One hen harrier, two curlews, three choughs, four kestrels and five seals, waders, seabirds, finches and more… a day out in Cornwall.
Cornwall is a fabulous place to do a bit of wildlife watching, and the autumn is particularly good for spotting birds. With its spectacular coastline, towering cliffs, sandy beaches, muddy estuaries and wooded riverbanks there is a whole plethora of habitats. And what about inland? There’s the wild ruggedness of Bodmin moor, beloved by Eleanor Tomlinson of Poldark fame (see page 74 for more on the stars of Poldark); dappled woodlands and the wide open spaces of the Lizard and Penwith. With Areas of Outstanding Natural Beauty (AONBs) and Special Scientific Interest (SSIs) there are some pretty unique habitats too.
But Cornwall is special too because it makes you slow down and look around. And that is the secret to good wildlife watching… just stopping to observe what’s around you. Once you have found your spot, settle down, and just look – don’t even think of raising those binoculars yet! Once you have grown accustomed you will start to notice movements and silhouettes on top of telegraph poles and gateposts. Then with you eyes still firmly on whatever it is – raise your binoculars – and take a look! Deer, rabbits, fox or raptors (birds of prey to us) it’s always exciting and hugely rewarding.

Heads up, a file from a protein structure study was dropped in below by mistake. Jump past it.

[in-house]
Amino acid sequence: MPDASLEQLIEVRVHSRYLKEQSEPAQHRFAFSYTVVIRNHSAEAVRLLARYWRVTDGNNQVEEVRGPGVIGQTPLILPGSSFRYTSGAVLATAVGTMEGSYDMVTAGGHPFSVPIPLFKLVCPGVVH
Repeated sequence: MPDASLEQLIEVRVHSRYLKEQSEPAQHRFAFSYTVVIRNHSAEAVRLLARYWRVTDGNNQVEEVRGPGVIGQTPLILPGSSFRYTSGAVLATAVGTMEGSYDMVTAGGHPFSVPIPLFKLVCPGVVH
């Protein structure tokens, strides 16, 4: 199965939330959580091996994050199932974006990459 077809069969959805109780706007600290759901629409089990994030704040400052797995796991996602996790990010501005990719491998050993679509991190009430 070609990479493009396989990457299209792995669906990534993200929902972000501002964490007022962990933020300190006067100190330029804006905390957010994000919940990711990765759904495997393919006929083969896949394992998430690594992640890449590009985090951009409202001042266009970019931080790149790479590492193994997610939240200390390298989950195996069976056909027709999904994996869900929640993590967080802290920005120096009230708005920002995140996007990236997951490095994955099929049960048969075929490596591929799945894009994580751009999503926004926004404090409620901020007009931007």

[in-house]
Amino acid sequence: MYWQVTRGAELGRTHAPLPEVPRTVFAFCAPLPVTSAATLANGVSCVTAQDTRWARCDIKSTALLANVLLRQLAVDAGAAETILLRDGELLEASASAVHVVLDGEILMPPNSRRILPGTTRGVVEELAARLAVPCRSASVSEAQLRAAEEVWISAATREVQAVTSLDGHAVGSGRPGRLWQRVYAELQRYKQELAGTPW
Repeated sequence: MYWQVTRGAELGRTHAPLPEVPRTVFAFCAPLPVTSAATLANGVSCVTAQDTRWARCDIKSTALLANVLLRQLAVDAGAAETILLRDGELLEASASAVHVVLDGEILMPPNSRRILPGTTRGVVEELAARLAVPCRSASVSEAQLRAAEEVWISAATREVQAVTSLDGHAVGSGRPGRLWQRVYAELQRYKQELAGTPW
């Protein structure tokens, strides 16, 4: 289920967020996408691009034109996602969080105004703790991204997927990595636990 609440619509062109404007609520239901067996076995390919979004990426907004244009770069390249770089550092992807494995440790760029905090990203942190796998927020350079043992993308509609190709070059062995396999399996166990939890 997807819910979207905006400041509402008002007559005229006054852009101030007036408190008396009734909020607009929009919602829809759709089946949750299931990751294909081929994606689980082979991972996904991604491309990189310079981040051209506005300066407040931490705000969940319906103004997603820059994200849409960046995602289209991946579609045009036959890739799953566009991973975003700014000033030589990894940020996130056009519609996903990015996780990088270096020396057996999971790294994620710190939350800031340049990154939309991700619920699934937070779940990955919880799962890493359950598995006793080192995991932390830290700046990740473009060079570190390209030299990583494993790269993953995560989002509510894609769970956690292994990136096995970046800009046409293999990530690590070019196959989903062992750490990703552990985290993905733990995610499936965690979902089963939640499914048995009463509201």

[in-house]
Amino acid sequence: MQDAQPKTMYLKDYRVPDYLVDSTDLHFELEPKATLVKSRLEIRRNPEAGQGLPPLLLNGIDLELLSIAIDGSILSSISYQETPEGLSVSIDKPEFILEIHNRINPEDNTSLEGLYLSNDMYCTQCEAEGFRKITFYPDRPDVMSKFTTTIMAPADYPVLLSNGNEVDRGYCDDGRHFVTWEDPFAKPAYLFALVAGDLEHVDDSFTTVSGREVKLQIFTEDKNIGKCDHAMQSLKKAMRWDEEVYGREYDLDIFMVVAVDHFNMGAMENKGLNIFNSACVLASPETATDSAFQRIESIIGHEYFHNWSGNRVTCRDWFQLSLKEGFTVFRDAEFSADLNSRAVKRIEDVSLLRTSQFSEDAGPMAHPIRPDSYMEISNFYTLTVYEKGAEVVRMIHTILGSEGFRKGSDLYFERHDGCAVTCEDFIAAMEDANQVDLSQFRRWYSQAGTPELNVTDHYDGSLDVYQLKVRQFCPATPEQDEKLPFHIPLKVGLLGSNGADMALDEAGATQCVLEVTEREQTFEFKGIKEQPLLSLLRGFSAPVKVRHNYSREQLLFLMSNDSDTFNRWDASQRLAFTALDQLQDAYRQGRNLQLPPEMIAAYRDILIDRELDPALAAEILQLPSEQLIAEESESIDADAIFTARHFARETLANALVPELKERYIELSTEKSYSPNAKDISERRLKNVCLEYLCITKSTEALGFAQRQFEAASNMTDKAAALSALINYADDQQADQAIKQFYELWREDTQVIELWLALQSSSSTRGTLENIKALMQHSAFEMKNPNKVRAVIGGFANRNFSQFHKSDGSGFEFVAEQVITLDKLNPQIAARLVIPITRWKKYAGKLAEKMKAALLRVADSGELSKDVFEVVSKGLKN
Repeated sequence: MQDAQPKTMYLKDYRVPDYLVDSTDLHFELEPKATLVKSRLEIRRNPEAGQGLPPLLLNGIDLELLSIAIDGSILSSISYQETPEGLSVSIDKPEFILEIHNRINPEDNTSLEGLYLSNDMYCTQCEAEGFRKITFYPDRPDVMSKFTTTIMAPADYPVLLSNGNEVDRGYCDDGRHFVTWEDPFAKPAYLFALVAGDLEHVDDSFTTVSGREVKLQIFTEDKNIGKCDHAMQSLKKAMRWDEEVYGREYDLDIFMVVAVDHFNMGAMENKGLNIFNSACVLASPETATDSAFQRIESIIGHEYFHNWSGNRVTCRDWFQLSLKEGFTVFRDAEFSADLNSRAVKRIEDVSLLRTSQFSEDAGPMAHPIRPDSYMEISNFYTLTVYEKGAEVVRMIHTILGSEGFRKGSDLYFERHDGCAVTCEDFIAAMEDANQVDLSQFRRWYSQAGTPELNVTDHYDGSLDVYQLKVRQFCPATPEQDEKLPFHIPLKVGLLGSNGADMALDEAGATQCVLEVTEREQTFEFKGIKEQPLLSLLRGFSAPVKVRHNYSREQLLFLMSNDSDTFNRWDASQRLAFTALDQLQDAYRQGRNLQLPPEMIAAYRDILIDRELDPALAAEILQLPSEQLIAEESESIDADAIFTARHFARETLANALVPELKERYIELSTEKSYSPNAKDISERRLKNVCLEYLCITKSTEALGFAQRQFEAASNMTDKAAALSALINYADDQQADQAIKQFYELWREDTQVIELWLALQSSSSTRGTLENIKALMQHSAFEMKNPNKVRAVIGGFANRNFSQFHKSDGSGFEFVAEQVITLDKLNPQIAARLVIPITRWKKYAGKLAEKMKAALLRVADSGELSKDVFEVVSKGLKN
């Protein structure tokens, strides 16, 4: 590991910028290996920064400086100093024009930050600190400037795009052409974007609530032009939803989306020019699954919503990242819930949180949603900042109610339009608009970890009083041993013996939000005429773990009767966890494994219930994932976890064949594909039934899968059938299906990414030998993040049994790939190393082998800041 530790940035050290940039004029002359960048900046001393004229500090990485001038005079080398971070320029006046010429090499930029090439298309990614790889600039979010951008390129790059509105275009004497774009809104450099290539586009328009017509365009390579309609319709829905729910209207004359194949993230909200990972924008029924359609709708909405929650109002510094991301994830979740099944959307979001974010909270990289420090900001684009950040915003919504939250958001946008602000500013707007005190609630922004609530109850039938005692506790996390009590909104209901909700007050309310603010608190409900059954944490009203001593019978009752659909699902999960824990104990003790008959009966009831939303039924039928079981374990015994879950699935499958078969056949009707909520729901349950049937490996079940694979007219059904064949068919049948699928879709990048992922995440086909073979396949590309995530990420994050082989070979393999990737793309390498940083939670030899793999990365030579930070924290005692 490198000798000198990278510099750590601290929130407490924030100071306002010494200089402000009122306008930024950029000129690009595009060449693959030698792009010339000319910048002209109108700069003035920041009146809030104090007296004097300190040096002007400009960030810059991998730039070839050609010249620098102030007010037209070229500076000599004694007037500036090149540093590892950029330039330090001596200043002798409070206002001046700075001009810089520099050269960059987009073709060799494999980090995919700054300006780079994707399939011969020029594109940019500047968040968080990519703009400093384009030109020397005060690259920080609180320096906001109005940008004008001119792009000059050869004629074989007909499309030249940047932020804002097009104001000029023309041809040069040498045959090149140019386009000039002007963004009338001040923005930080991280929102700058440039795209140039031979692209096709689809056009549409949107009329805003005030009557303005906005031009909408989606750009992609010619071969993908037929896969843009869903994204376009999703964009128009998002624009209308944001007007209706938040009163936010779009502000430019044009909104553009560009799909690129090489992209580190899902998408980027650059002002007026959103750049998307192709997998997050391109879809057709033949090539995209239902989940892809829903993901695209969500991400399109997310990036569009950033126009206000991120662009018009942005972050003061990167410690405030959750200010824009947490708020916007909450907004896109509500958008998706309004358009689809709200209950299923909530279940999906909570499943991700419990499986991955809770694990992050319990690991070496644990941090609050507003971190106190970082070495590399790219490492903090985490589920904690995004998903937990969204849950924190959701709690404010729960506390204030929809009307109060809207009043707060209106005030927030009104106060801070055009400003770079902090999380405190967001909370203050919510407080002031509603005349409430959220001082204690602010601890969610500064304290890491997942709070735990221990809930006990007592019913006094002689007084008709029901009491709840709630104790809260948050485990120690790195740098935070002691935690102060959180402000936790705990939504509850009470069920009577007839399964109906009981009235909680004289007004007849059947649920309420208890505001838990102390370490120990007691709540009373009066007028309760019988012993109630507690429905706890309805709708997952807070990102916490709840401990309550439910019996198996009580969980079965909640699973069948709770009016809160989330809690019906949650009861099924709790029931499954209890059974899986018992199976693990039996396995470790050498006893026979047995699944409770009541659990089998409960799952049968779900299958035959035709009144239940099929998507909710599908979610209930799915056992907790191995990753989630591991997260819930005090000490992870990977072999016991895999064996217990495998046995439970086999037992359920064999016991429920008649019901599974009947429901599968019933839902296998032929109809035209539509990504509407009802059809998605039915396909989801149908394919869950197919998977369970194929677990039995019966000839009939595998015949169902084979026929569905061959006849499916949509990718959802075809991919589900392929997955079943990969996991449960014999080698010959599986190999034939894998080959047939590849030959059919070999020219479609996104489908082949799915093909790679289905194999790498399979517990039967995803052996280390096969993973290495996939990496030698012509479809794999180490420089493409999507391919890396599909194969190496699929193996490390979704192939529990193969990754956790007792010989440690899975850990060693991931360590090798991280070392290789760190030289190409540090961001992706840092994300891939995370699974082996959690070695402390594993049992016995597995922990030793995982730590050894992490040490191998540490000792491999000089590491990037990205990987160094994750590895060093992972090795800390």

I spend a day – a reasonably fine autumnal Monday – out in west Cornwall to see what I might find. The Lizard (AONB and SSI) with its wide variety of habitats seemed a good place to start. So I head out to Windmill Farm Reserve with its fascinating 17th century windmill building, which has been roofed and restored as a lookout. This impressive Scheduled Ancient Monument has quite a history; it was a lookout tower during World War II and a hideout for an infamous sheep smuggling gang in the early 19th century… kids old and young would love it! There’s an information centre with visitors’ book to check for recent sightings and then you can climb to the top of the windmill; it’s not that high but the land around is flat so you can see for miles, with stunning sea views. But… the stairs and the floor at the top are made of open metal mesh, so a little disconcerting and probably not for the faint-hearted! Outside, this wonderful home for wildlife comprises grassland and heathland, scrub, bog, swamp and hedgerow. I’m only there briefly and get chatting to a passing ranger from Cornwall Wildlife Trust who helps me spot a hen harrier swooping over the fields and also tells me about the barn owls which have successfully fledged four chicks this year that can sometimes be seen flying round the reserve at dusk, and the short eared owls – featured in our photographs – that return each winter and can be seen hunting over the old airfield during the day as they are diurnal.